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Medieval Sourcebook:
Gregory the Great:
The Book of Pastoral Rule, c. 590


[Ogg Introduction]: The most famous of Pope Gregory the Great's writings, and justly so, is the Liber Regulae Pastoralis, known commonly as the "Pastoral Care," or the "Pastoral Rule." This book was written soon after its author became pope (590), and was addressed to John, Bishop of Ravenna, in reply to inquiries received from him respecting the duties and obligations of the clergy. Though thus put into form for a special purpose, there can be no doubt that it was the product of long thought. Everywhere throughout Europe the work was received with the favor it deserved, and in Spain, Gaul, and Italy its influence upon the life and manners of the clergy was beyond estimate. Even in Britain it was a real power for good. The work is in four parts: (1) on the selection of men for the work of the Church; (2) on the sort of life the pastor ought to live; (3) on the best methods of dealing with the various types of people which every pastor will be likely to encounter; and (4) on the necessity that the pastor guard himself against egotism and personal ambition. The passages below are taken from the second and third parts.

The conduct of a prelate ought so far to be superior to the conduct of the people as the life of a shepherd is accustomed to exalt him above the flock. For one whose position is such that the people are called his flock ought anxiously to consider how great a necessity is laid upon him to maintain uprightness. It is necessary, then, that in thought he should be pure, in action firm; discreet in keeping silence; profitable in speech; a near neighbor to every one in sympathy; exalted above all in contemplation; a familiar friend of good livers through humility, unbending against the vices of evil-doers through zeal for righteousness; not relaxing in his care for what is inward by reason of being occupied in outward things, nor neglecting to provide for outward things in his anxiety for what is inward.

The pastor should always be pure in thought, inasmuch as no impurity ought to pollute him who has undertaken the office of wiping away the stains of pollution in the hearts of others also; for the hand that would cleanse from dirt must needs be clean, lest, being itself sordid with clinging mire, it soil all the more whatever it touches. The pastor should always be a leader in action, that by his living

he may point out the way of life to those who are put under him, and that the flock, which follows the voice and manners of the shepherd, may learn how to walk rather through example than through words. For he who is required by the necessity of his position to speak the highest things is compelled by the same necessity to do the highest things. For that voice more readily penetrates the hearer's heart, which the speaker's life commends, since what he commands by speaking he helps the doing by showing.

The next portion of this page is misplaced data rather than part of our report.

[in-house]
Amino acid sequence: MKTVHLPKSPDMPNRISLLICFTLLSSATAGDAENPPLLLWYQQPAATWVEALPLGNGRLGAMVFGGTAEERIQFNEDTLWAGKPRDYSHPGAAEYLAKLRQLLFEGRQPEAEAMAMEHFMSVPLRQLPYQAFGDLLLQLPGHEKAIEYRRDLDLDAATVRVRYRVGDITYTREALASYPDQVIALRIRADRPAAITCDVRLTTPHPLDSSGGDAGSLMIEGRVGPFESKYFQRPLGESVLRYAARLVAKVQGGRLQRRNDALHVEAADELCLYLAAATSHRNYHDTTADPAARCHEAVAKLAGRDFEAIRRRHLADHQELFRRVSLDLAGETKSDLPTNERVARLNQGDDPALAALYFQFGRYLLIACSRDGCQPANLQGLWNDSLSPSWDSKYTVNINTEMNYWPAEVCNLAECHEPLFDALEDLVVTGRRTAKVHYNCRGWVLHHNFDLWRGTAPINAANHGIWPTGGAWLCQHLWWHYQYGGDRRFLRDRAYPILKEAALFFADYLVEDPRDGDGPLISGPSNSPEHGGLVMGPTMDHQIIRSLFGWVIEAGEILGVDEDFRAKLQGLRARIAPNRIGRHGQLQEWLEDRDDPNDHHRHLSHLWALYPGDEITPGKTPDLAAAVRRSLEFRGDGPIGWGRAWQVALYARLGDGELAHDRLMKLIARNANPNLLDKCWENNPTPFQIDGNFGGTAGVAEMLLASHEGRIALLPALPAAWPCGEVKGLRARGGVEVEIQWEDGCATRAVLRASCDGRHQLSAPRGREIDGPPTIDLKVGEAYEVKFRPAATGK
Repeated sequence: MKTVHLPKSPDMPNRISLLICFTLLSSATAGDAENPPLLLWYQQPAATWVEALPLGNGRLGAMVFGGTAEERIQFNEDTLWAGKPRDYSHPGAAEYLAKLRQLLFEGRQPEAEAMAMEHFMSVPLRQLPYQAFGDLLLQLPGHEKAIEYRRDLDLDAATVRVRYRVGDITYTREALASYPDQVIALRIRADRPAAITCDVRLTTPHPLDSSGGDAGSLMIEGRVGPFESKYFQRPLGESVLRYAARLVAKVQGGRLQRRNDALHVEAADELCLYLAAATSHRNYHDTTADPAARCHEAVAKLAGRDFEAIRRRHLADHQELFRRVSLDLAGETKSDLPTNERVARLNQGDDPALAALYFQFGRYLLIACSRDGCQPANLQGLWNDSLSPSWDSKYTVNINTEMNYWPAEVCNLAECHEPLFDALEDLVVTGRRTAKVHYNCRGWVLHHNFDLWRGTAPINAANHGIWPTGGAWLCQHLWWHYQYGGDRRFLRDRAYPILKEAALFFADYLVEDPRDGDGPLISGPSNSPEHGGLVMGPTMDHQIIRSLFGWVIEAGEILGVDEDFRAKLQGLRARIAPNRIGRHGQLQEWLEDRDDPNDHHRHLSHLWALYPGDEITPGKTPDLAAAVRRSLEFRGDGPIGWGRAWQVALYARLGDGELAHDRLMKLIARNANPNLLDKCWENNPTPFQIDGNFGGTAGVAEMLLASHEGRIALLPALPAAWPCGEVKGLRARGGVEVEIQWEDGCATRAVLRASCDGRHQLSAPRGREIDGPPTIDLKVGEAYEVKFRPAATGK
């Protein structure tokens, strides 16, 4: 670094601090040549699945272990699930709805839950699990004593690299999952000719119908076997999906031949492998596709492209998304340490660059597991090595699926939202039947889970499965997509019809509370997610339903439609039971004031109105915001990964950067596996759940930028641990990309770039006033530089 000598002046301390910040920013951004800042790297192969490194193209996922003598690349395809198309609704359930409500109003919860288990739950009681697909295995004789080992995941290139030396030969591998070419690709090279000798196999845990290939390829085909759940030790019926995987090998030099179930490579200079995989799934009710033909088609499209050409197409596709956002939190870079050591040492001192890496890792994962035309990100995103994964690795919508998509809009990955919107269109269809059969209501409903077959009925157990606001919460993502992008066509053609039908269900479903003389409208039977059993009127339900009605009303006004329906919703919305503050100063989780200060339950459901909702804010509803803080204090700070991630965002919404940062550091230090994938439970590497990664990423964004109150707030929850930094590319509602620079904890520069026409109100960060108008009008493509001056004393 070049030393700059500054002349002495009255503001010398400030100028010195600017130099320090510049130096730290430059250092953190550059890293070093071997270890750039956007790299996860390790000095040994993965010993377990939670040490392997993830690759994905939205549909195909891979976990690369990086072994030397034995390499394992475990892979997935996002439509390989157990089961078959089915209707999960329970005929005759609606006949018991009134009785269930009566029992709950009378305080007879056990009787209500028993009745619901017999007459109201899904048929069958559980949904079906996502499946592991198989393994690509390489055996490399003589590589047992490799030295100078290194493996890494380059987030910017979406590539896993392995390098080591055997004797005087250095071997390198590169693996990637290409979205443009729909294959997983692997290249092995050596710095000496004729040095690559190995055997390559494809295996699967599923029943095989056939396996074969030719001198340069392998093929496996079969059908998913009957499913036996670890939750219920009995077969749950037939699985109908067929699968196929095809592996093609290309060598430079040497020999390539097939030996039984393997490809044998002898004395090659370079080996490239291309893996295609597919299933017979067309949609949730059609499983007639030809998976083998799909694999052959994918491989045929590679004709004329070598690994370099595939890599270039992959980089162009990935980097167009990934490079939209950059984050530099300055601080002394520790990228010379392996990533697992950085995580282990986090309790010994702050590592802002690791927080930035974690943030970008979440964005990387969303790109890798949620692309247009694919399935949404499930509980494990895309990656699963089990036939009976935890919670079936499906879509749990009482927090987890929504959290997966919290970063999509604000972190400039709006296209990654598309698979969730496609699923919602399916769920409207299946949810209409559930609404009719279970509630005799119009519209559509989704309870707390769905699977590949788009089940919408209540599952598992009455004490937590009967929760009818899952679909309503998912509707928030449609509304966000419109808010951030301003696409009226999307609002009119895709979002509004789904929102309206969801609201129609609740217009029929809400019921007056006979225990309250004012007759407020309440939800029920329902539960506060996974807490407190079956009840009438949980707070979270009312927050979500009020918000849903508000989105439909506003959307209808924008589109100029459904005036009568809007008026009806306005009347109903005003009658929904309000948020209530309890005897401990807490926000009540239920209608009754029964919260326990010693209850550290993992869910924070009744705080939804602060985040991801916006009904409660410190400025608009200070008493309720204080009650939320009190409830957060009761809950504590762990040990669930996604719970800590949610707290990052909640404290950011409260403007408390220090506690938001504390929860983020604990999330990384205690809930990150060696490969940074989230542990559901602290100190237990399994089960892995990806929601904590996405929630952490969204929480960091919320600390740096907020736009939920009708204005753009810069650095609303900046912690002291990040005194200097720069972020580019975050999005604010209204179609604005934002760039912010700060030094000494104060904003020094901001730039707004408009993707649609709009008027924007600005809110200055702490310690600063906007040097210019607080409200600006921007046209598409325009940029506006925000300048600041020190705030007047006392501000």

The pastor should be discreet in keeping silence, profitable in speech; lest he either utter what ought to be suppressed or suppress what he ought to utter. For, as incautious speaking leads into error, so indiscreet silence leaves in error those who might have been instructed. The pastor ought also to understand how commonly vices pass themselves off as virtues. For often niggardliness excuses itself under the name of frugality, and on the other hand extravagance conceals itself under the name of liberality. Often inordinate carelessness is believed to be loving-kindness, and unbridled wrath is accounted the virtue of spiritual zeal. Often hasty action is taken for promptness, and tardiness for the deliberation of seriousness. Whence it is necessary for the pastor of souls to distinguish with vigilant care and vices between virtues and vices, lest stinginess get possession of his heart while he exults in seeming frugality in expenditure; or, while anything is recklessly wasted, he glory in being, as it were, compassionately liberal; or, in overlooking what he ought to have smitten, he draw on those that are under him to eternal punishment; or, in mercilessly smiting an offense, he himself offend more grievously; or, by rashly anticipating, mar what might have been done properly and gravely; or, by putting off the merit of a good action, change it to something worse.

Since, then, we have shown what manner of man the pastor ought to be, let us now set forth after what manner he should teach. For, as long before us Gregory Nazianzen, of reverend memory, has taught, one and the same exhortation does not suit all, inasmuch as all are not bound together by similarity of character. For the things that profit some often hurt others; seeing that also, for the most part, herbs which nourish some animals are fatal to others; and the gentle hissing that quiets horses incites whelps; and the medicine which abates one disease aggravates another; and the food which invigorates the life of the strong kills little children. Therefore, according to the quality of the hearers ought the discourse of teachers to be fashioned, so as to suit all and each for their several needs, and yet never deviate from the art of common edification. For what are the intent minds of hearers but, so to speak, a kind of harp, which the skillful player, in order to produce a tune possessing harmony, strikes in various ways? And for this reason the strings render back a melodious sound, because they are struck indeed with one quill, but not with one kind of stroke. Whence every teacher also, that he may edify all in the one virtue of charity, ought to touch the hearts of his hearers out of one doctrine, but not with one and the same exhortation.